In March last year it was announced that Katalysis founded the Blockchain for Peer review initiative with partners Springer Nature, Digital Science and ORCID. 
Less than two months after the announcement both Cambridge University Press and Taylor&Francis joined the initiative. Recently, Karger Publishers joined alongside advisors Wellcome Trust.
Aim of the initiative is to test blockchain technology to support the overall peer review process and making an effort towards making the peer review more transparent, efficient and recognisable. 
Katalysis is developing the platform for the initiative and we’ve now finalised the Proof of Concept to start testing with real data import.


Over the last months we’ve developed an implementation on top of our platform on the blockchain backend in which the publishers within this initiative will store peer review data.

We develop our platform on top of an Ethereum compatible blockchain, called Ethermint. Ethermint is an implementation of Ethereum built on top of Tendermint. High level, the blockchain consensus engine, called Tendermint Core, and the generic application interface are used from Tendermint. Because of the flexibility of the way the application interface (Application BlockChain Interface (ABCI)) is designed and developed, transactions can be processed in any given programming language. Ethermint uses Ethereum Virtual Machines (EVM), meaning that it has the full capability of writing and executing smart contracts in Ethereum. Keep in mind, the Tendermint Core (i.e. the consensus engine) is Proof-of-Stake, meaning we’re not abusing the environment and consuming huge amount of energy as Proof-of-Work consensus algorithms, a question we are often asked.

Katalysis Technology Stack

Proof of Concept

Our Proof of Concept takes data from editorial systems and we extract some information from it, mostly around a manuscript and a review. We split this data in two streams:

1. One stream populates a reviewer’s ORCID profile. This data is Personal Identifiable Data (PID) and falls under General Data Protection Regulation (GDPR).

2. The other stream stores obscured data and relationships between data entities describing a review event on the blockchain backend.

Proof of Concept overview

The data stored in the blockchain retains the full anonymity of the reviewer’s identity while allowing a reviewer to prove algorithmically that they have performed the review. We store the states of the review and the connection between the manuscript and the anonymised reviewer. When we store data on the blockchain it is only data agreed by the publisher to be public information and unidentifiable information for any person (reviewer) involved.

In ORCID we store enough information to show that a reviewer has performed a review in a given time frame for a given journal. We store a way to go back to the review itself and to the record in the blockchain but that is obfuscated and protected through a permission layer. This implies that if you don’t have the key to decrypt or the required permissions you cannot go back to the record on the blockchain and the information is meaningless.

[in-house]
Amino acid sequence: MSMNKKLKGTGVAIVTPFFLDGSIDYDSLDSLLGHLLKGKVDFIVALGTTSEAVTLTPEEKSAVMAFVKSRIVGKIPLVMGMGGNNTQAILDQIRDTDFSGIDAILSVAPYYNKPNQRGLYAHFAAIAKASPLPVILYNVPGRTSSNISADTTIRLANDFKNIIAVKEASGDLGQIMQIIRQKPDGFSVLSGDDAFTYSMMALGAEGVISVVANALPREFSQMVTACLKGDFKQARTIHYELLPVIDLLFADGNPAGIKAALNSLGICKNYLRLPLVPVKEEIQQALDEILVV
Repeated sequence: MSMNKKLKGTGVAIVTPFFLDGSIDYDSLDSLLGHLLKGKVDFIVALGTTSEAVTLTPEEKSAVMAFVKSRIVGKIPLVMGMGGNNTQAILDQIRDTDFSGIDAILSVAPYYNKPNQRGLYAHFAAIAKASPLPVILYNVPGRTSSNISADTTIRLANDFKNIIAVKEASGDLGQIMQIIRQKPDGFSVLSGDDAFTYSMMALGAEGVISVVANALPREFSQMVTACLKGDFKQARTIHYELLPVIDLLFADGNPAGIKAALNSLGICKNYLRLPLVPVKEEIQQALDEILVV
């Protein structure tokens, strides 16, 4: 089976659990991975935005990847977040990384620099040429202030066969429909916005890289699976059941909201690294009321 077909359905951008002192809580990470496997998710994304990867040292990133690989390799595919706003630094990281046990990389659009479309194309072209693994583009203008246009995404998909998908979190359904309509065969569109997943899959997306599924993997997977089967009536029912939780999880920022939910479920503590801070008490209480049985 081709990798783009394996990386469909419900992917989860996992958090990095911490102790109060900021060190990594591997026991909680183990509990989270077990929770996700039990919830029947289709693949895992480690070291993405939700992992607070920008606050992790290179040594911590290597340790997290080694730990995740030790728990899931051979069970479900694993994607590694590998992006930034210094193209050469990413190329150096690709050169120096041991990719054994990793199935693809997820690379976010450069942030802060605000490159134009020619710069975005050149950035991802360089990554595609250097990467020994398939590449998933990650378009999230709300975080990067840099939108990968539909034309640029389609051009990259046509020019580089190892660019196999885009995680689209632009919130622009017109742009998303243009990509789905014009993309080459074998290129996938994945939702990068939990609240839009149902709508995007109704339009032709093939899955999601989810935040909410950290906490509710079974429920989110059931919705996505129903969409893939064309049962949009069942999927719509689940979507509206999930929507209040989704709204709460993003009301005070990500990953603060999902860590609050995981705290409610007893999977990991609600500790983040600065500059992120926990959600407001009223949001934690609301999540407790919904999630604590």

Soooo why blockchain to start with?!

The initiative aims to improve the overall review process. By allowing parties in the ecosystem to share information around peer review activities, the initiative aims to make the review process more efficient, transparent, and recognizable.

The initiative focusses on researching three pillars: (1) recognition around the review process, (2) improve the finding of reviewers by making the whole process more intelligent and (3) the validation of the peer review process.

At Katalysis we see three major advantages of using the technology. We design our technology such that we can bring enormous potential operational excellence for publishers to tab into their systems, whilst respecting the current workflows of editors. We standardize the storage of review files across various editorial systems. Also, by storing data as described above on the blockchain backend the blockchain can act as an easily accessible independent source of trustworthy data which improves the overall transparency. Other parties next to ORCID and members of the initiative such as institutions, third party platforms and reviewers can tap into the data repository and query the data to get valuable insights. Lastly, the decentralised nature of the infrastructure we’re developing means it is not exposed to a central point of control, nor failure.

Whats next for us?

The next steps will be to seed the system with data from more journals. The fun part for us as technology partners is that this allows us to further demonstrate data querying capabilities across multiple journals, or even multiple publisher sources. Whenever we have more to share on this part we will do so of course!

If you have any (technical) questions regarding this initiative please contact us directly at Interested in joining the initiative as publisher, advisor or other interested party? Please have a look at

1 Comment

Jan Taco te Gussinklo · December 23, 2020 at 12:41 pm

May I suggest to contact the founder of #JMIR
Ten years ago I spoke with him. Nowadays he is very famous:
I also did several peer reviews on medical topics myself on the #JMIR platform

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